August 22, 2018
Topics: Podcast, Sales

674: The State of Sales Enablement with Orrin Broberg

Orrin Broberg, President and CEO of Modus and Bridget Gleason, VP of Sales for and my regular partner, join me on this episode of #Accelerate!


First guest: Orrin Broberg

  • Modus is a B2B enterprise digital sales platform for organizing and creating compelling content to create product differentiation and close more sales.
  • Reps get a professional, easy-to-use mobile app. For administrators, it is a very robust content management system for organizing all kinds of media. Their niche is manufacturers with complex distribution channels.
  • Modus started as a mobile sales presentation company. Orrin was working with a digital media agency creating rich media presentations for medical device companies when the iPad debuted. Reps started using the iPad.
  • Companies asked the agency to develop an iPad app for deploying, managing and monitoring rich presentations. That was the birth of Modus. Modus has been enhanced since then.
  • Andy cites Tamara Schenk, who is astonished at how often the customer is not even mentioned when vendors discuss sales enablement. Effective selling requires aligning sales activities to the customer’s journey.
  • Orrin thinks sales enablement will divide into sub-disciplines useful for vendors. The Sales Enablement Society defines it as analyzing customer needs and how vendors can support them in buying the service.
  • We are getting worse at sales, the more technology we add. The problem is that reps talk to clients for only 33% of their work time. Reps need more time.
  • Reps deal with more information than they need and tools that fall short. Enterprise B2B sales are made in a complex process, face-to-face. Put devices down when you’re talking. Technology does not create trust.
  • Modus hangs onto marketing qualified leads longer, qualifying them better by points before passing them to a digital sales enablement director to continue discovery.
  • When a customer goes dark they may be rethinking their organization and how they are going to have to do things to accommodate what they are looking to buy.
  • Larger companies already have a learning management system and they want to make better use of what they have. They don’t look at Modus as an LMS. Modus integrates marketing automation with CRM.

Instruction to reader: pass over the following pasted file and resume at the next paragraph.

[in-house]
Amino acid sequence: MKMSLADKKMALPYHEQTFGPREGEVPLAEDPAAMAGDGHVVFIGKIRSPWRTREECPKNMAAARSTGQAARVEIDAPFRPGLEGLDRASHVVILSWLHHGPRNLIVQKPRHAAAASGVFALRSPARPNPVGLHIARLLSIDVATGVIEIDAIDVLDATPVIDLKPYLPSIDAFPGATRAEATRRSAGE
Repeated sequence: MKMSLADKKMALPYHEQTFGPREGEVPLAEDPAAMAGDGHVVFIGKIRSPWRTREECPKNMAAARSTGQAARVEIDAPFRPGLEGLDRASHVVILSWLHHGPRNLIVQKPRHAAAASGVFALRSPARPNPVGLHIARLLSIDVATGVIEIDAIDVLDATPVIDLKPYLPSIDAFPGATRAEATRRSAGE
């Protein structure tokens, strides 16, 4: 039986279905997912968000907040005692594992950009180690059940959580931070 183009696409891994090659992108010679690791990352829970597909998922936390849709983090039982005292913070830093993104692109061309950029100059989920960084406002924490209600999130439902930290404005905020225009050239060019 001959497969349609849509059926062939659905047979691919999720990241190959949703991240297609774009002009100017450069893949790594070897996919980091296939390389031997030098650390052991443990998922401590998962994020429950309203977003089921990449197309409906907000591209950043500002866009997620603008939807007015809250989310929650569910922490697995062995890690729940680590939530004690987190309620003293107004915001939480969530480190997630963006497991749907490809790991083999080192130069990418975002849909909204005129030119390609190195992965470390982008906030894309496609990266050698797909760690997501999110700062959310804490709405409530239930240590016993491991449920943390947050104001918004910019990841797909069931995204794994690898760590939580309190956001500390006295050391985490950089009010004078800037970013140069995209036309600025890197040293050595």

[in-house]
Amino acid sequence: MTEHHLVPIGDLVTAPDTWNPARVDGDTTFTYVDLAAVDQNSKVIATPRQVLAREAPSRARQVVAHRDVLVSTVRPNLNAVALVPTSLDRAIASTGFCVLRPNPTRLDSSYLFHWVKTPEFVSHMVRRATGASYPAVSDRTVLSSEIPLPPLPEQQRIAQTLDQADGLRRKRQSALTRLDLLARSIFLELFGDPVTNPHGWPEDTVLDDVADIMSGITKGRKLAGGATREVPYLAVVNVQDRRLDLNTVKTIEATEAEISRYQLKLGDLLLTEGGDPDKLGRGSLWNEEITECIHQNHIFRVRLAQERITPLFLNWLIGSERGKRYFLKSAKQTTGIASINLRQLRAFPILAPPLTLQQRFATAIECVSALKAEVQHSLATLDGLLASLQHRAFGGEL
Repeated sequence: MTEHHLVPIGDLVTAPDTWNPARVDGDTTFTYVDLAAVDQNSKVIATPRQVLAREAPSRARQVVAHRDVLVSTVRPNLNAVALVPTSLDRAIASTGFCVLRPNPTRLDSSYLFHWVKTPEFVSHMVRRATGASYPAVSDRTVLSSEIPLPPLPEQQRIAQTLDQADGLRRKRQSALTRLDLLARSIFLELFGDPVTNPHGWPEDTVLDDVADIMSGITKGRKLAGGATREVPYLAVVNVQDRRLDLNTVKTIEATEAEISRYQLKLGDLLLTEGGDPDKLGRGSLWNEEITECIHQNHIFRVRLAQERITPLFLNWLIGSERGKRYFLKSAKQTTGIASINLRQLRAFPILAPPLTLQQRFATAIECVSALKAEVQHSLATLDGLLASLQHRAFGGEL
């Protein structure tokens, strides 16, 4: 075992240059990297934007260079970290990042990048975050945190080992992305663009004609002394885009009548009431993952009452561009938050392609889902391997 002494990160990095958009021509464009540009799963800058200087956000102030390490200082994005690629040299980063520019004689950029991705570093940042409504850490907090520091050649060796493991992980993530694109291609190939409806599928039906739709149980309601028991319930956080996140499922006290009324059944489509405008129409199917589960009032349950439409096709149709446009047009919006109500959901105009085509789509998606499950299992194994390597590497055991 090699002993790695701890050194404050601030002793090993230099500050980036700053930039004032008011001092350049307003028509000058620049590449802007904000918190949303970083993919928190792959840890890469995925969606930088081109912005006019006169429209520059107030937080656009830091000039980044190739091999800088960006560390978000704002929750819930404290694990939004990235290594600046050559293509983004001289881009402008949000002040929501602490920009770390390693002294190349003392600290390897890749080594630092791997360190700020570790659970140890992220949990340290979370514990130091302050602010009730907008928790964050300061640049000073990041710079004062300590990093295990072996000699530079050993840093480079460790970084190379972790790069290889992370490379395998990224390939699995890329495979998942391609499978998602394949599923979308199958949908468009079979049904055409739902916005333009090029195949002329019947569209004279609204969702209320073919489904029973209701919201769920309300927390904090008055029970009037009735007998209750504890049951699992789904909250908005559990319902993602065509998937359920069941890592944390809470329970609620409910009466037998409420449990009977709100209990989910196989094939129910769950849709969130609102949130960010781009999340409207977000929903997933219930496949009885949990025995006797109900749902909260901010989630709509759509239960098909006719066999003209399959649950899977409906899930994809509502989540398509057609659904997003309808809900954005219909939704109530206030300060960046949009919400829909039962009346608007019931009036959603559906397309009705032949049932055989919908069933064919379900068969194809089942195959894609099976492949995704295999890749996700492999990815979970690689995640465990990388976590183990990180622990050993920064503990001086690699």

• Modus doesn’t duplicate the capabilities customers have. Modus sales enablement applies AI content management into what their customers are doing on a sales call. Orrin runs through some details of the process that save time.


Second Guest: Bridget Gleason

  • Do salespeople really understand how people make decisions? Sales processes don’t take into account the science behind group decision-making.
  • Bridget points out that New Sales. Simplified. explains how group decisions are more than the sum of the individuals’ decisions. Andy points out that DiscoverOrg research shows one person’s decision drives the group decision.
  • We don’t fully understand collective decision-making. We know there are multiple stakeholders. We need to know what’s at the root of the group dynamic.
  • In Andy’s experience, if you don’t win the individual decisions, your odds of winning the overall decision are very low.
  • Paul Nutt’s research divides a decision into two steps. The first is a ‘go/no go’ decision about moving forward. The ‘no decision’ decision common in the pipeline is the failure to get the customer committed to that point.
  • After the customer decides to go forward, then they have to decide on the vendor they will use to help them go forward. If you are the driver for the customer to make a ‘go’ decision, you are in a good position to sell to them.
  • Bridget says this is one purpose of discovery. If the customer is not in enough ‘pain’ to make a decision, then making a presentation is wasting time. Most salespeople miss qualifying the customer on the value they will get.
  • Andy lays out the process he used for years in sales. He has sold over half a billion dollars in products and services. His largest sale was $100 million. What he learned was to follow a specific pattern.
  • What his customers needed was to identify the outcomes they wanted to achieve, and to know what the value would be to them of the vision of the product or service. Andy walked through it with his customers.
  • Andy knew it was worth his time to work with customers who understood the value of the decision and were committed to moving forward to make a decision. Usually, they would buy from him when they bought.
  • Managers are putting pressure on salespeople to get more pipeline coverage. Andy believes the more coverage you work with, the less time you have to qualify them fully. Bridget talks about experiences.
  • The real challenge is to get to the level in a customer organization to talk with someone who has the authority to quantify their need, which leads to qualifying them. This takes business understanding, not a list of questions.